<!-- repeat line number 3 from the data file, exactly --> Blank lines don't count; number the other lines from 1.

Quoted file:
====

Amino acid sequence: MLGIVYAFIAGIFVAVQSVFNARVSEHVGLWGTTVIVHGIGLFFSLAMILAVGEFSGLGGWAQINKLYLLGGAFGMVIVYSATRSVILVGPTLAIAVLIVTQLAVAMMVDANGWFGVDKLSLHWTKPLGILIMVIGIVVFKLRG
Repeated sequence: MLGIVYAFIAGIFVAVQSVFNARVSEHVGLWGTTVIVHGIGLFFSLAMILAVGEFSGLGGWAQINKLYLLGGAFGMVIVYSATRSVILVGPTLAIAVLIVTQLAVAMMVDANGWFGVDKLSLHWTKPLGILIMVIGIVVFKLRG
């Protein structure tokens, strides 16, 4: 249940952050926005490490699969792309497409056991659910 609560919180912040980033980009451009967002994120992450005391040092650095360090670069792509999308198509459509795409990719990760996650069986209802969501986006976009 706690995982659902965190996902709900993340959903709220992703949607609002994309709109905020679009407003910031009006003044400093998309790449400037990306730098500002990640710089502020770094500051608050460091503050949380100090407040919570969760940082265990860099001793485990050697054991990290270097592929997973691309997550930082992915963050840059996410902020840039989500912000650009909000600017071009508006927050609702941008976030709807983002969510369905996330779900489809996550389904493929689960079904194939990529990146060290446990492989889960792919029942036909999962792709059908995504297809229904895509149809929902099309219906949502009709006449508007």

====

């Protein structure tokens, strides 16, 4: 249940952050926005490490699969792309497409056991659910 609560919180912040980033980009451009967002994120992450005391040092650095360090670069792509999308198509459509795409990719990760996650069986209802969501986006976009 706690995982659902965190996902709900993340959903709220992703949607609002994309709109905020679009407003910031009006003044400093998309790449400037990306730098500002990640710089502020770094500051608050460091503050949380100090407040919570969760940082265990860099001793485990050697054991990290270097592929997973691309997550930082992915963050840059996410902020840039989500912000650009909000600017071009508006927050609702941008976030709807983002969510369905996330779900489809996550389904493929689960079904194939990529990146060290446990492989889960792919029942036909999962792709059908995504297809229904895509149809929902099309219906949502009709006449508007």